12 same criteria were applied and everything is the same, but I simply don't
13 know why this was not included in the material. It would have been faster
14 and easier for you and for me and for the Trial Chamber to be able to
16 Q. So do you know from which direction this projectile came, the one
17 that caused this damage? Just give me a brief answer. There is no need
18 to dwell on this.
19 A. Well, listen. I went to see 63 buildings, and 13 years later,
20 please allow me to refresh my memory.
21 Q. But do you know or do you not know?
22 A. Well, I'd have to refresh my memory. I'd have to look at this.
23 Q. Would you look at IX-19, please. Where was this building hit from?
24 MR. RE: I object to that question. The witness has repeatedly
25 said he was not looking for or trying to assess where the fire was coming
1 from. He said he doesn't know where it was coming from. It wasn't his
2 purpose. My learned friend asked him in relation to every building, where
3 was it hit from. That is different to where was the impact.
4 MR. PETROVIC: [Interpretation] Your Honour, may I explain?
5 JUDGE PARKER: Yes.
6 MR. PETROVIC: [Interpretation] In the indictment, my client is
7 charged with 450 buildings. It is my right to establish, through putting
8 questions to this witness and any other witness, that this is damage that
9 was caused, allegedly, by operations of units under the command of my
10 client. So if the witness is asked this question and says he doesn't
11 know, then we quickly move on.
12 JUDGE PARKER: I quite agree, Mr. Petrovic.
13 MR. PETROVIC: [Interpretation] Thank you, Your Honour.
14 Q. Do you know where the projectile came from, the one that allegedly
15 damaged this building IX-19?
16 A. The description says on the southern side, the southern facade,
17 the profile stone gutter, and that the damage was caused by shrapnel. So
18 that could be some indication where the projectile could have come from,
19 but I never studied that, or was I involved in that at the time, to see
20 where the projectile came from.
21 Q. It seems that it came from the south, judging by this description.
22 A. Yes, but you have to understand that the town is not placed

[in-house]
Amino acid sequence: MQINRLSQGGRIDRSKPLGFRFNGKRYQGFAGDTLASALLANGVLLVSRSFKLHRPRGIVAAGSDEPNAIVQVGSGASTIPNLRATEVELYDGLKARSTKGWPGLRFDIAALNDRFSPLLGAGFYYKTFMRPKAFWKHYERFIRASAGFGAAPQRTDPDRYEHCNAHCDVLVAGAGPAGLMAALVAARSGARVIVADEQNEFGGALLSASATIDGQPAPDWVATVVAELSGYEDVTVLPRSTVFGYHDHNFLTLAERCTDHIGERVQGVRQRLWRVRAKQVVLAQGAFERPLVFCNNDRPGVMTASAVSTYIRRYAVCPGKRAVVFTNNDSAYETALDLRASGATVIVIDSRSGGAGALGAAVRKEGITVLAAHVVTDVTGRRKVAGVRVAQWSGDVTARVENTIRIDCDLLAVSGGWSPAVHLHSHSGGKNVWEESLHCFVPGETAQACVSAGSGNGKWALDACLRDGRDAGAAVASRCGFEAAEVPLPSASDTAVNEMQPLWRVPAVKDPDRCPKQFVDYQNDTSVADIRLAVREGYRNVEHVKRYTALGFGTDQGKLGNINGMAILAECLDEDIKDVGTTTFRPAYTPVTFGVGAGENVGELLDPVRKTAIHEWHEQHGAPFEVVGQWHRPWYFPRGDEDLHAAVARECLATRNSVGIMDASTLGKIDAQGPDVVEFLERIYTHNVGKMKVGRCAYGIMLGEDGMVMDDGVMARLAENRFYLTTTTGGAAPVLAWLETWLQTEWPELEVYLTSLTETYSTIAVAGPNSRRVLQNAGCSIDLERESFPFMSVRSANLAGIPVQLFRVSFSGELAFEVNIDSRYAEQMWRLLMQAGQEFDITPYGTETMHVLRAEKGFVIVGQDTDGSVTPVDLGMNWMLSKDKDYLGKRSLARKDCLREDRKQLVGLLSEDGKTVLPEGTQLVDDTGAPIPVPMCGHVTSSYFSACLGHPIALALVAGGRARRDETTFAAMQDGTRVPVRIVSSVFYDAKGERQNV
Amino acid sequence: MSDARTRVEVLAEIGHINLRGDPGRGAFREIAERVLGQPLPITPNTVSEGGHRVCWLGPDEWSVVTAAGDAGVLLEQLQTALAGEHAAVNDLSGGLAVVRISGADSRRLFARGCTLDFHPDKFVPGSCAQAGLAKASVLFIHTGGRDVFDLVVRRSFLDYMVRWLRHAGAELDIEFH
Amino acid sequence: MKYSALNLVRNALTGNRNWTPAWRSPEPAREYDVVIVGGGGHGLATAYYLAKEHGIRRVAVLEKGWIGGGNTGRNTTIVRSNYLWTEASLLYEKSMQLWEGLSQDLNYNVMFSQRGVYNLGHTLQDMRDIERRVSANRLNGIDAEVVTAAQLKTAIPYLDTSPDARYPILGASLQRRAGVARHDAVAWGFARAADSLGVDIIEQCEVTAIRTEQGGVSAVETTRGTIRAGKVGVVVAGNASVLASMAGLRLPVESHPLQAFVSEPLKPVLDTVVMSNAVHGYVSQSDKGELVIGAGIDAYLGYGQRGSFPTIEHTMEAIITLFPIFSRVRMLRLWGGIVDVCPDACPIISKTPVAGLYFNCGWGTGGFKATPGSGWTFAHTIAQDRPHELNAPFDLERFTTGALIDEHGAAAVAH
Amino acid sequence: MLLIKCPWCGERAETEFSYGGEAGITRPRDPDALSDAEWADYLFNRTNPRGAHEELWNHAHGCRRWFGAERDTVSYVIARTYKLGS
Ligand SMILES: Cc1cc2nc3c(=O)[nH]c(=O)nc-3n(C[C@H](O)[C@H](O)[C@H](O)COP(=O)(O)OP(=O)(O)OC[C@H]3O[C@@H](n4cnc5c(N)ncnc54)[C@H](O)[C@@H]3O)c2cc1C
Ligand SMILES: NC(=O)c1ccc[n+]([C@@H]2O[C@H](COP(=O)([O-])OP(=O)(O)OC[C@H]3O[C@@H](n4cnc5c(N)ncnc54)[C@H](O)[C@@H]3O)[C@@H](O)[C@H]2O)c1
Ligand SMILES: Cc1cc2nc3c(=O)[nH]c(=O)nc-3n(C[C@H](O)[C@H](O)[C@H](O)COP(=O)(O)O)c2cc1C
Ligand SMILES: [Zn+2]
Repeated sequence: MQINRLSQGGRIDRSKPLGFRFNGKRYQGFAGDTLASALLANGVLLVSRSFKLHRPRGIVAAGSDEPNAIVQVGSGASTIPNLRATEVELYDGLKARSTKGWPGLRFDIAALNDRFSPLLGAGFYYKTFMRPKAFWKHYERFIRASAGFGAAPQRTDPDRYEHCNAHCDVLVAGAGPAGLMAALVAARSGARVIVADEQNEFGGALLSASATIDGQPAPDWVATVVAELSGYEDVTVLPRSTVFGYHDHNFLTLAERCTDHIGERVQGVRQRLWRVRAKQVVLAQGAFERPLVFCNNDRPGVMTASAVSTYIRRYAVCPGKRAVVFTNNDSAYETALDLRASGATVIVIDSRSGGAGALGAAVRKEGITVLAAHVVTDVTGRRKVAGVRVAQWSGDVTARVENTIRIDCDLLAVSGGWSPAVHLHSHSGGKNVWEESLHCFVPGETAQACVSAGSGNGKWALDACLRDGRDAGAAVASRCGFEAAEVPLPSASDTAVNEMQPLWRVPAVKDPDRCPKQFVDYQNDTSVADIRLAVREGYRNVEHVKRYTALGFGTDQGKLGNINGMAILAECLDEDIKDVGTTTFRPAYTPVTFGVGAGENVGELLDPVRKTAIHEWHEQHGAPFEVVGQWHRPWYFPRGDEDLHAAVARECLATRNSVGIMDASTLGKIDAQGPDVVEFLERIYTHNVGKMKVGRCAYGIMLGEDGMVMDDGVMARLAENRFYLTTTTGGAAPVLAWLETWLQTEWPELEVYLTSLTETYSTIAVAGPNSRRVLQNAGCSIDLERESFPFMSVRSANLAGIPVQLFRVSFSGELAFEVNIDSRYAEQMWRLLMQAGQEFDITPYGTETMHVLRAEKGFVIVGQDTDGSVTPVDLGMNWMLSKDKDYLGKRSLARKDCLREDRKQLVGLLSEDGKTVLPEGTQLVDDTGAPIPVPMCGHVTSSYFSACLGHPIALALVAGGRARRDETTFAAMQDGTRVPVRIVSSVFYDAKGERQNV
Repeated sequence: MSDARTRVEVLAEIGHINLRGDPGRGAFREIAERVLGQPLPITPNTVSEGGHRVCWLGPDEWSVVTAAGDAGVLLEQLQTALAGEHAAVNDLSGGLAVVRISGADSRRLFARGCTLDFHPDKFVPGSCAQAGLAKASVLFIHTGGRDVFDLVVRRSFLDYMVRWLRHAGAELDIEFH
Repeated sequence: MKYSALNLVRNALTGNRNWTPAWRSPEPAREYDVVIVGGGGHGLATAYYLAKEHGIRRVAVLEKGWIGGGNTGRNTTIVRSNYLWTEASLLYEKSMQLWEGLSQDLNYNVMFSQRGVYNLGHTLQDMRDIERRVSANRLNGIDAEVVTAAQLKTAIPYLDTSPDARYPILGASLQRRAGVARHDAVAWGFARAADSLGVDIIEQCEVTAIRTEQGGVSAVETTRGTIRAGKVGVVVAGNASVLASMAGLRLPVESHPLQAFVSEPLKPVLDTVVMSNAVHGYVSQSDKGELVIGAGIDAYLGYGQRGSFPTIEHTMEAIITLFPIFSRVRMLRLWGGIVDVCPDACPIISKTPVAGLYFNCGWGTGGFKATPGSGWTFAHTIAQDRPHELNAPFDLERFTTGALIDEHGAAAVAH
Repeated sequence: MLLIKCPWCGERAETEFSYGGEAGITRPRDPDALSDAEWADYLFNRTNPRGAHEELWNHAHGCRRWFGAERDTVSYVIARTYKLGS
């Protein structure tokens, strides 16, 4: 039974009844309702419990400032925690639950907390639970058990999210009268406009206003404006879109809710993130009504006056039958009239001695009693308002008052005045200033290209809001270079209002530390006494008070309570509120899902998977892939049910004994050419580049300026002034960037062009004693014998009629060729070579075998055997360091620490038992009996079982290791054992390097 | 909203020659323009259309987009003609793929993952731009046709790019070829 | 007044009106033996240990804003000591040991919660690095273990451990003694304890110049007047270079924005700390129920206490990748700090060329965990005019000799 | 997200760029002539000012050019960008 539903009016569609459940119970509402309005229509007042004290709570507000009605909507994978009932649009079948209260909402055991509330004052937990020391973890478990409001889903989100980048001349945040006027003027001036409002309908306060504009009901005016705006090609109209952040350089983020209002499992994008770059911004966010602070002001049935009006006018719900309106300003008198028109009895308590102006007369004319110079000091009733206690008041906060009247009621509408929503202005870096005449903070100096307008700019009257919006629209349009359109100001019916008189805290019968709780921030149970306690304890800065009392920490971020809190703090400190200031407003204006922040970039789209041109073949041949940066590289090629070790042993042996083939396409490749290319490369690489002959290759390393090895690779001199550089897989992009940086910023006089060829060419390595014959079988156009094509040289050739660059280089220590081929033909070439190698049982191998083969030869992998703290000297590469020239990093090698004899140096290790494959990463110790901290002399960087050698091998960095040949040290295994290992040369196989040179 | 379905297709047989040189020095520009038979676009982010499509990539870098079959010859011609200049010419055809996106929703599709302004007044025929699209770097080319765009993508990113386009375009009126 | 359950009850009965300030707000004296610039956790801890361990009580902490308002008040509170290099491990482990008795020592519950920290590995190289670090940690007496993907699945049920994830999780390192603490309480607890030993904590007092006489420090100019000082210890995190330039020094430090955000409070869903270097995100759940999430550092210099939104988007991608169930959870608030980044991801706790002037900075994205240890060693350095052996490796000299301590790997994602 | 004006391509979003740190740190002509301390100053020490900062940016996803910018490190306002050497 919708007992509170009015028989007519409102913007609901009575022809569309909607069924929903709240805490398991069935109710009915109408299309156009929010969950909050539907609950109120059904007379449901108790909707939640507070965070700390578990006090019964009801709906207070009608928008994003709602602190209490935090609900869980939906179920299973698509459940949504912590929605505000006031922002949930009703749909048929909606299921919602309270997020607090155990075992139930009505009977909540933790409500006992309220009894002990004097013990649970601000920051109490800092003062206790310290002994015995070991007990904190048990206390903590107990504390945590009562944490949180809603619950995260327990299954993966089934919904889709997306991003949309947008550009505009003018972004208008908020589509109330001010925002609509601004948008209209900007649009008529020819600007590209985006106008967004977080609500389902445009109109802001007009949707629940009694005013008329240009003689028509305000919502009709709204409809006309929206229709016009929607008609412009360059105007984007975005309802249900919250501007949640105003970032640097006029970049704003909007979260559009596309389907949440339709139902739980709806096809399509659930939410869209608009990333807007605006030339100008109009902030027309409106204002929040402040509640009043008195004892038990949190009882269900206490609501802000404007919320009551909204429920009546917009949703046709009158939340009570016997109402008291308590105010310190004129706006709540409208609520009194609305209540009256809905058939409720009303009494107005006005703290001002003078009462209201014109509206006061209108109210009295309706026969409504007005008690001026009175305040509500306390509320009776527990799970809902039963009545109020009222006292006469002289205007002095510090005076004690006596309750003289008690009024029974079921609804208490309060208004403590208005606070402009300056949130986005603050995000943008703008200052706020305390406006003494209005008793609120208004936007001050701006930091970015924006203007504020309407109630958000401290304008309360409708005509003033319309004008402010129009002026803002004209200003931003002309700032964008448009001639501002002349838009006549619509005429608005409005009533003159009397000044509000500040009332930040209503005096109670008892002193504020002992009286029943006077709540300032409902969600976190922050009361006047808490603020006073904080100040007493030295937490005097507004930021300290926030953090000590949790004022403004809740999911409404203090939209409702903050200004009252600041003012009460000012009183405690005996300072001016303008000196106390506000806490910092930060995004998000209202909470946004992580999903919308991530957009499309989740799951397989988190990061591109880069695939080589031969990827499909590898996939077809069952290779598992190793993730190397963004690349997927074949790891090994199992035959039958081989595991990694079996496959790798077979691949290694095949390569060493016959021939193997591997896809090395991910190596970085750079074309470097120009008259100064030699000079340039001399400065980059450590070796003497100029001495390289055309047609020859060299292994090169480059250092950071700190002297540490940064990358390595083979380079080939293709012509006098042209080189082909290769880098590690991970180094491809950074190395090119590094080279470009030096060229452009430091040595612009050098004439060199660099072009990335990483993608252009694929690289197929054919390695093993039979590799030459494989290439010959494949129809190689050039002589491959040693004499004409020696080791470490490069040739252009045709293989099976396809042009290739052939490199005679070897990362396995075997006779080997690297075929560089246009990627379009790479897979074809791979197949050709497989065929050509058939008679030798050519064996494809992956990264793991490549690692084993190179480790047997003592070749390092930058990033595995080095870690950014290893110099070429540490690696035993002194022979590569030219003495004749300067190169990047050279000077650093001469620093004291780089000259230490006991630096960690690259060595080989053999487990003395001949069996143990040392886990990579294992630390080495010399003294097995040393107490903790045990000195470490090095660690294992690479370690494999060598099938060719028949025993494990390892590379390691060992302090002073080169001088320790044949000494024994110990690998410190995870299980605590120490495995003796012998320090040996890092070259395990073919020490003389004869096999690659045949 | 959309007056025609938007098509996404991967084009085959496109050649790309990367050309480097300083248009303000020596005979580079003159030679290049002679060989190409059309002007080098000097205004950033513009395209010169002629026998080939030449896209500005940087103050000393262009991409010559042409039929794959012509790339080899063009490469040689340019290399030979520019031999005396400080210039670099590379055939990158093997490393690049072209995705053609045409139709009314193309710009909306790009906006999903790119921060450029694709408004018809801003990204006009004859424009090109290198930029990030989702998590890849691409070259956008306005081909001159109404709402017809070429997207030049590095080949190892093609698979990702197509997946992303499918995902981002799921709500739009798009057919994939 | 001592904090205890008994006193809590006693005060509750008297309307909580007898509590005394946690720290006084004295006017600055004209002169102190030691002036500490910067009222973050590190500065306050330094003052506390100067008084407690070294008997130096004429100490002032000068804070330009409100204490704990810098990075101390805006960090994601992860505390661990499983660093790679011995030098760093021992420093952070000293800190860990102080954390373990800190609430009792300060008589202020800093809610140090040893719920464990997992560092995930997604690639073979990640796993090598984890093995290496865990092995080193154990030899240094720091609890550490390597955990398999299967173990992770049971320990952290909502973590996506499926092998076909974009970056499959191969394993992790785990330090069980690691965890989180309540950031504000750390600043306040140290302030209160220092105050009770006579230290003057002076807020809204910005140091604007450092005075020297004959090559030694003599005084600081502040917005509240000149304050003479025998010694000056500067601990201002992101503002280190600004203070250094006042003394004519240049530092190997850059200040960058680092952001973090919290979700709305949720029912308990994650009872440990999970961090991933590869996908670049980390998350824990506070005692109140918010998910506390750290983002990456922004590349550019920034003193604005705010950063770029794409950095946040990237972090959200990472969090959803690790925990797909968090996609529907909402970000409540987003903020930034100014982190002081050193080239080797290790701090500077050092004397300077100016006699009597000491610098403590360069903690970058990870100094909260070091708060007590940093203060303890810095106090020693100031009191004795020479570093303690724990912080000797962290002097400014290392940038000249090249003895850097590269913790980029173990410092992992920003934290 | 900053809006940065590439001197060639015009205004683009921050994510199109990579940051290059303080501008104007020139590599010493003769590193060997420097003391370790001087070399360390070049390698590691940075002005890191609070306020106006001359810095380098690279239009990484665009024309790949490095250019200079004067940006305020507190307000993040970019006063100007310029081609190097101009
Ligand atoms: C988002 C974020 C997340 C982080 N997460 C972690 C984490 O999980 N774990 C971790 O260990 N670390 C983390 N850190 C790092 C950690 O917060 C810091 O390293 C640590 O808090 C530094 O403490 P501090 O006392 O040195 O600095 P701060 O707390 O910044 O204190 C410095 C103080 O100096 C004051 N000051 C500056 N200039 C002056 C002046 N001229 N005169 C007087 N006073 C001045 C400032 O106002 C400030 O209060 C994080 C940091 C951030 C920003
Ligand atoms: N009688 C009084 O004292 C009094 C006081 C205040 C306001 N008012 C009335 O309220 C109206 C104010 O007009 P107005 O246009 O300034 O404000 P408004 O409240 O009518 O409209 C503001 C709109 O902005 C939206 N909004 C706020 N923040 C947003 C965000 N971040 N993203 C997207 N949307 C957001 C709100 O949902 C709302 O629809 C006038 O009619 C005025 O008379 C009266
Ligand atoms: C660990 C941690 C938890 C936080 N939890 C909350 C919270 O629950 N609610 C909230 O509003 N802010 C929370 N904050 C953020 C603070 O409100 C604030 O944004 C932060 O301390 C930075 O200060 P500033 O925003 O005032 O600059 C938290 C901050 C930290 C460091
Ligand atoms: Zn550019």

23 orthogonally but that its position is somewhat different.
24 Q. Who told you about this particular building, IX-19?
25 A. It could have been either the tenants or the neighbours.
1 Q. Who was it specifically?
2 A. Specifically, I cannot remember.
3 Q. Would you please look at IX-20. Who gave you information about
4 this building?
5 A. This is one of the major buildings. These were buildings that
6 figure prominently when the entire town is viewed. So we resorted to
7 personal observation, because we could observe the building even from a
8 distance. Now we can only establish that before the 6th of December,
9 there was no damage on the Orthodox church.
10 Q. My question is: Who provided you with this information?
11 A. As far as I can remember, our observation was carried out in a
12 similar fashion as it was with regard to other major buildings. So this
13 was personal interpretation, if we can put it that way, because we were
14 able to see for ourselves on the spot, and also even from a distance we
15 could see the roof.
16 Q. As far as this building was concerned, was it the priest who
17 explained things to you, as was the case in the Franciscan monastery? Did
18 the priest explain what happened?
19 A. Here we had a situation where, as far as I can remember now, at
20 least a bit, we went to see a gentleman -- I don't know exactly what his
21 position was. He was an orthodox priest, at any rate. And he lives in
22 the street of Izmedju Polaca. When we observed his apartment, we had
23 additional information about this, if I can put it that way, as far as I
24 can remember. I know that together with my colleagues, I talked to the
25 man about his building too, because he had an apartment in town, and I
1 think that at that moment it was even possible from that apartment to see
2 parts of the Orthodox church, especially the roof, parts of the roof.
3 Q. How long did all of that last?
4 A. Well, I think it lasted a bit longer, but on several occasions.
5 What I'm trying to say is that we came and went to the same place several
6 times, and that is how we completed our report.
7 Q. I'm asking you that because, according to the preliminary report,
8 you spent a total of ten minutes at this particular place, because already
9 at 12.40 you were at IX-21.
10 A. This just shows you that at that moment, as we were touring what
11 we could. Because the interior was not accessible to us, we mostly
12 observed things from the outside, and then we returned, and then we
13 learned things indirectly, if I can put it that way, from neighbouring
14 buildings. And we pointed that out, and we see the time span involved.
15 Q. What's the name of the man who gave you this information?
16 A. I don't know exactly. He is not the only person, because in the
17 neighbourhood there were several persons.
18 Q. What's the name of the other persons who gave you information
19 about the cause and type of damage?
20 A. I don't know.
21 Q. Please look at X-7. Who told you about the damage sustained by
22 this building?
23 A. I think it was the neighbours who told us.
24 Q. Who told you about the damage specifically?
25 A. I don't know exactly.
1 MR. PETROVIC: [Interpretation] Could I just have a moment, Your
2 Honour, please.
3 [Defence counsel confer]
4 MR. PETROVIC: [Interpretation]
5 Q. What about the date when you were purportedly at this building?
6 A. Yes.
7 Q. Do you remember having been there?
8 A. Yes.
9 Q. How can you remember?
10 A. I remember because this was within my movement through that
11 street, and I don't think that we could have missed this building while we
12 were doing this investigation.
13 Q. You were moving along this street. How do you know that you went
14 to this particular building at number 12?